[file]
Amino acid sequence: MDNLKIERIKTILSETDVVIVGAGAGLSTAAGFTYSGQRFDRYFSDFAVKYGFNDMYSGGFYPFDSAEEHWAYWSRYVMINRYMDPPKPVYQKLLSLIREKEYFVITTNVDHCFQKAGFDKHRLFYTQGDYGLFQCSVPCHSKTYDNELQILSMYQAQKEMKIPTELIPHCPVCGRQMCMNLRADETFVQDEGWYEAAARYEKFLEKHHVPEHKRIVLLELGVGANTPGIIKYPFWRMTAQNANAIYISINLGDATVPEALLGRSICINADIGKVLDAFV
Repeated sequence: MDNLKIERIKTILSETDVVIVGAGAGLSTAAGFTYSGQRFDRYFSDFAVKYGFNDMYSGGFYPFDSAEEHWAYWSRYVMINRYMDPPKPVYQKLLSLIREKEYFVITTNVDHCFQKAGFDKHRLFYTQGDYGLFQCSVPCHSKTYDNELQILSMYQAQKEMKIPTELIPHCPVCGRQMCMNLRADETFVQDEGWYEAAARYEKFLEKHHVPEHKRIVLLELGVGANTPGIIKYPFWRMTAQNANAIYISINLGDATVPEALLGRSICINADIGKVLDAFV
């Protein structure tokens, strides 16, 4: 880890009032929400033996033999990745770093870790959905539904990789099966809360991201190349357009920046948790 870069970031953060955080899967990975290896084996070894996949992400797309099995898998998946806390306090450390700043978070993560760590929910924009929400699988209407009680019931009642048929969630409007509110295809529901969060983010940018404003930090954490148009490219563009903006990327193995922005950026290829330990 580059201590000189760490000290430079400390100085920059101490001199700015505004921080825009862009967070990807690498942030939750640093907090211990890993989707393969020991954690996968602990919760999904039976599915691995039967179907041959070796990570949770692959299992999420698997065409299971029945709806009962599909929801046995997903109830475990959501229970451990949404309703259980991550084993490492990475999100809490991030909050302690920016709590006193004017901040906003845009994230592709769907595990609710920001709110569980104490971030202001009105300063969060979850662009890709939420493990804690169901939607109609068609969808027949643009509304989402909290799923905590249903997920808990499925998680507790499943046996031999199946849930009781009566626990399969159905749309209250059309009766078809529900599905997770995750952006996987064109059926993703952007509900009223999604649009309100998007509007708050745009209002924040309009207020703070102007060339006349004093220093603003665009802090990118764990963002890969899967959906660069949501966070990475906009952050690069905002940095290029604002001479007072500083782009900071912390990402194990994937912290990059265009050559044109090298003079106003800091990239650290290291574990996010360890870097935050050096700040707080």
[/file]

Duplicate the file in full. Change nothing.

Amino acid sequence: MDNLKIERIKTILSETDVVIVGAGAGLSTAAGFTYSGQRFDRYFSDFAVKYGFNDMYSGGFYPFDSAEEHWAYWSRYVMINRYMDPPKPVYQKLLSLIREKEYFVITTNVDHCFQKAGFDKHRLFYTQGDYGLFQCSVPCHSKTYDNELQILSMYQAQKEMKIPTELIPHCPVCGRQMCMNLRADETFVQDEGWYEAAARYEKFLEKHHVPEHKRIVLLELGVGANTPGIIKYPFWRMTAQNANAIYISINLGDATVPEALLGRSICINADIGKVLDAFV
Repeated sequence: MDNLKIERIKTILSETDVVIVGAGAGLSTAAGFTYSGQRFDRYFSDFAVKYGFNDMYSGGFYPFDSAEEHWAYWSRYVMINRYMDPPKPVYQKLLSLIREKEYFVITTNVDHCFQKAGFDKHRLFYTQGDYGLFQCSVPCHSKTYDNELQILSMYQAQKEMKIPTELIPHCPVCGRQMCMNLRADETFVQDEGWYEAAARYEKFLEKHHVPEHKRIVLLELGVGANTPGIIKYPFWRMTAQNANAIYISINLGDATVPEALLGRSICINADIGKVLDAFV
């Protein structure tokens, strides 16, 4: 880890009032929400033996033999990745770093870790959905539904990789099966809360991201190349357009920046948790 870069970031953060955080899967990975290896084996070894996949992400797309099995898998998946806390306090450390700043978070993560760590929910924009929400699988209407009680019931009642048929969630409007509110295809529901969060983010940018404003930090954490148009490219563009903006990327193995922005950026290829330990 580059201590000189760490000290430079400390100085920059101490001199700015505004921080825009862009967070990807690498942030939750640093907090211990890993989707393969020991954690996968602990919760999904039976599915691995039967179907041959070796990570949770692959299992999420698997065409299971029945709806009962599909929801046995997903109830475990959501229970451990949404309703259980991550084993490492990475999100809490991030909050302690920016709590006193004017901040906003845009994230592709769907595990609710920001709110569980104490971030202001009105300063969060979850662009890709939420493990804690169901939607109609068609969808027949643009509304989402909290799923905590249903997920808990499925998680507790499943046996031999199946849930009781009566626990399969159905749309209250059309009766078809529900599905997770995750952006996987064109059926993703952007509900009223999604649009309100998007509007708050745009209002924040309009207020703070102007060339006349004093220093603003665009802090990118764990963002890969899967959906660069949501966070990475906009952050690069905002940095290029604002001479007072500083782009900071912390990402194990994937912290990059265009050559044109090298003079106003800091990239650290290291574990996010360890870097935050050096700040707080």